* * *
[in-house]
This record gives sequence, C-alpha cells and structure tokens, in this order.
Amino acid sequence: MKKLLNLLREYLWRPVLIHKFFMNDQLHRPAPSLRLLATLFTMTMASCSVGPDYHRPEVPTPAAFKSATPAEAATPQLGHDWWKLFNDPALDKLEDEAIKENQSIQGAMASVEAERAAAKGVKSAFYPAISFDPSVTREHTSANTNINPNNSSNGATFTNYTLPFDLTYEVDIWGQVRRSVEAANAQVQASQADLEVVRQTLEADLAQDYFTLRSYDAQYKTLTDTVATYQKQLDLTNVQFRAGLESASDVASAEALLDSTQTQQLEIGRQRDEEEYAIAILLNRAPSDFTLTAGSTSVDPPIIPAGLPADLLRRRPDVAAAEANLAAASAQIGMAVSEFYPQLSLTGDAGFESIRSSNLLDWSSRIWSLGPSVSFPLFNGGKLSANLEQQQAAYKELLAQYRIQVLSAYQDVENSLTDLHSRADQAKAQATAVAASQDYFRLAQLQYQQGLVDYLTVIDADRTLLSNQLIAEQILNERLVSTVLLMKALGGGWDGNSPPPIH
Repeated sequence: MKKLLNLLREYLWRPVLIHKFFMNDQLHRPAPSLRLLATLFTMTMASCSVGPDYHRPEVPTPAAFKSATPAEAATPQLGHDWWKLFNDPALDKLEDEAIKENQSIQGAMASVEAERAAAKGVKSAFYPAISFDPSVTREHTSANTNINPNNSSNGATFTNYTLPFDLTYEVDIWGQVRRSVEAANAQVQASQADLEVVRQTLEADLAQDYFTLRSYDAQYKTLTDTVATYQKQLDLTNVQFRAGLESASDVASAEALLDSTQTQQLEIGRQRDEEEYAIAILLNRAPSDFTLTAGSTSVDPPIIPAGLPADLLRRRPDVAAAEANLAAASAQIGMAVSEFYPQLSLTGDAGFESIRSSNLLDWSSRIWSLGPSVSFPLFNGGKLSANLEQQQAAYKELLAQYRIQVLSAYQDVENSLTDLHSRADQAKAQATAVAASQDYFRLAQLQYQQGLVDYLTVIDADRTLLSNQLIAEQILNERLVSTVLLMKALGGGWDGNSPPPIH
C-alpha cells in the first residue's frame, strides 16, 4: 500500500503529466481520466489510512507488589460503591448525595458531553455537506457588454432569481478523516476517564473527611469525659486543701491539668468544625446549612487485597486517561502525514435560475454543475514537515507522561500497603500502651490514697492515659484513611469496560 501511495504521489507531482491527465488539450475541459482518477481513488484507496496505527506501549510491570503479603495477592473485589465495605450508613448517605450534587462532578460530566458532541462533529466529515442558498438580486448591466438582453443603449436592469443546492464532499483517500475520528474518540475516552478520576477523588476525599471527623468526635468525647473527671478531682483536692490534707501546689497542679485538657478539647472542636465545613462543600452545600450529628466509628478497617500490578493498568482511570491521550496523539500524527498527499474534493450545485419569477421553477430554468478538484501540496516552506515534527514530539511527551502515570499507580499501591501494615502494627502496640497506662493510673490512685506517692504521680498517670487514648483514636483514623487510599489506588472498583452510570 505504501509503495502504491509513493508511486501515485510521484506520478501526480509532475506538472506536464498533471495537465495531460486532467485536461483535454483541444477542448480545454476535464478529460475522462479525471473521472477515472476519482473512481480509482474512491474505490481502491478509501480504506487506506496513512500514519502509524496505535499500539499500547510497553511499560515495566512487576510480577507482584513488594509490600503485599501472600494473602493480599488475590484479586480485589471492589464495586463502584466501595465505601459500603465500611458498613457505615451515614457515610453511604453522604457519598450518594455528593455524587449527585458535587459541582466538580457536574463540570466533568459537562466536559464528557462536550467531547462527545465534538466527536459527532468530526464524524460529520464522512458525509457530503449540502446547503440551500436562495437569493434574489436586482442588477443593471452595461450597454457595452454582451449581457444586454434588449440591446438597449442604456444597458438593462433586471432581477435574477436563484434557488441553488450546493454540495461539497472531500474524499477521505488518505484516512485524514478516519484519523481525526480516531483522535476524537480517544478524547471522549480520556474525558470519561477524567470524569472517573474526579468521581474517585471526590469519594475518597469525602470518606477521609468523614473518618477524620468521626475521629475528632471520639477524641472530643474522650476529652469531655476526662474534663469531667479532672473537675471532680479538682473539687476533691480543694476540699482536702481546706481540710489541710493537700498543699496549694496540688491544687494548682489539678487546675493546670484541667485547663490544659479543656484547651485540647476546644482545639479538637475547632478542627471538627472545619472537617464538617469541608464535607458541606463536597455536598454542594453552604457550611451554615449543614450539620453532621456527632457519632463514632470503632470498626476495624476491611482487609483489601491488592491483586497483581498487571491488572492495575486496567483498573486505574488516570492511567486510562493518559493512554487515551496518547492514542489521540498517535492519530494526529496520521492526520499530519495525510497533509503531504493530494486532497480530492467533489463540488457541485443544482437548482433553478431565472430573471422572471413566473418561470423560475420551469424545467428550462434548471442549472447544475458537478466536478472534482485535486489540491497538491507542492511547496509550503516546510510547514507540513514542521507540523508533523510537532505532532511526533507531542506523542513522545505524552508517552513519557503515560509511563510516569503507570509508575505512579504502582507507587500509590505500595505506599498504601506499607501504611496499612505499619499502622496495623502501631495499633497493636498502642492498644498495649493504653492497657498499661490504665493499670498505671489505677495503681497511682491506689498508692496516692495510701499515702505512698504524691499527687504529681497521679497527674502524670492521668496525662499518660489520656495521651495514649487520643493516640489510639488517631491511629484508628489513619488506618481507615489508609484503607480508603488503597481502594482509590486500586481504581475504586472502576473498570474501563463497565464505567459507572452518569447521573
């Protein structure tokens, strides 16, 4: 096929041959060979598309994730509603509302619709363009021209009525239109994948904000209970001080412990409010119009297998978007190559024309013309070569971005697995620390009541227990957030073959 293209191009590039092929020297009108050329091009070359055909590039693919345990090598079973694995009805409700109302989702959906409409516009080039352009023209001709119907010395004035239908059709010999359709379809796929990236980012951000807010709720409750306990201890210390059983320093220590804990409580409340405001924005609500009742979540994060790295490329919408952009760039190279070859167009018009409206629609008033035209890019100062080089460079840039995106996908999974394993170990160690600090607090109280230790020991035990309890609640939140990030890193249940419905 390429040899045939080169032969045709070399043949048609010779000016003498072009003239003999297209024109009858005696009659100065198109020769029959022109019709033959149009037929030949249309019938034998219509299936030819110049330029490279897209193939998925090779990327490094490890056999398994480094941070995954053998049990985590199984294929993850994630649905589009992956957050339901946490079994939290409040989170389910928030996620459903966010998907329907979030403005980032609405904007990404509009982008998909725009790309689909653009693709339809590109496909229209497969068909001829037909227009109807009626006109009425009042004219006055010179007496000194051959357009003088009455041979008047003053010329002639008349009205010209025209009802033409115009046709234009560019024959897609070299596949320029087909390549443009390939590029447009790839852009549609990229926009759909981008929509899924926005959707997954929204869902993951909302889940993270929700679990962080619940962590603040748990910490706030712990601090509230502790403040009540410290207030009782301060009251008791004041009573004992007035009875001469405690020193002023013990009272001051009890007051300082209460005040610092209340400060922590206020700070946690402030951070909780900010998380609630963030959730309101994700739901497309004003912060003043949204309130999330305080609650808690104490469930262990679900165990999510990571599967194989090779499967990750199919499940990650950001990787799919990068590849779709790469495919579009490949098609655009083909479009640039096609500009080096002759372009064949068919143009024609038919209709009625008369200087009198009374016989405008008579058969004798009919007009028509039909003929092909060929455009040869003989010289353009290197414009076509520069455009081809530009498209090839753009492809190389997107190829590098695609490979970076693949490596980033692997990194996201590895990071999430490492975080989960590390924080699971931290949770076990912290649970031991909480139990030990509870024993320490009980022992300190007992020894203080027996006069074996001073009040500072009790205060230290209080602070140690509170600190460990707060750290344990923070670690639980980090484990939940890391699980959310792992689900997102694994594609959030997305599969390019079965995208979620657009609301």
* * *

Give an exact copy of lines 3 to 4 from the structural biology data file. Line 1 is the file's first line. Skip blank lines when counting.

Amino acid sequence: MKKLLNLLREYLWRPVLIHKFFMNDQLHRPAPSLRLLATLFTMTMASCSVGPDYHRPEVPTPAAFKSATPAEAATPQLGHDWWKLFNDPALDKLEDEAIKENQSIQGAMASVEAERAAAKGVKSAFYPAISFDPSVTREHTSANTNINPNNSSNGATFTNYTLPFDLTYEVDIWGQVRRSVEAANAQVQASQADLEVVRQTLEADLAQDYFTLRSYDAQYKTLTDTVATYQKQLDLTNVQFRAGLESASDVASAEALLDSTQTQQLEIGRQRDEEEYAIAILLNRAPSDFTLTAGSTSVDPPIIPAGLPADLLRRRPDVAAAEANLAAASAQIGMAVSEFYPQLSLTGDAGFESIRSSNLLDWSSRIWSLGPSVSFPLFNGGKLSANLEQQQAAYKELLAQYRIQVLSAYQDVENSLTDLHSRADQAKAQATAVAASQDYFRLAQLQYQQGLVDYLTVIDADRTLLSNQLIAEQILNERLVSTVLLMKALGGGWDGNSPPPIH
Repeated sequence: MKKLLNLLREYLWRPVLIHKFFMNDQLHRPAPSLRLLATLFTMTMASCSVGPDYHRPEVPTPAAFKSATPAEAATPQLGHDWWKLFNDPALDKLEDEAIKENQSIQGAMASVEAERAAAKGVKSAFYPAISFDPSVTREHTSANTNINPNNSSNGATFTNYTLPFDLTYEVDIWGQVRRSVEAANAQVQASQADLEVVRQTLEADLAQDYFTLRSYDAQYKTLTDTVATYQKQLDLTNVQFRAGLESASDVASAEALLDSTQTQQLEIGRQRDEEEYAIAILLNRAPSDFTLTAGSTSVDPPIIPAGLPADLLRRRPDVAAAEANLAAASAQIGMAVSEFYPQLSLTGDAGFESIRSSNLLDWSSRIWSLGPSVSFPLFNGGKLSANLEQQQAAYKELLAQYRIQVLSAYQDVENSLTDLHSRADQAKAQATAVAASQDYFRLAQLQYQQGLVDYLTVIDADRTLLSNQLIAEQILNERLVSTVLLMKALGGGWDGNSPPPIH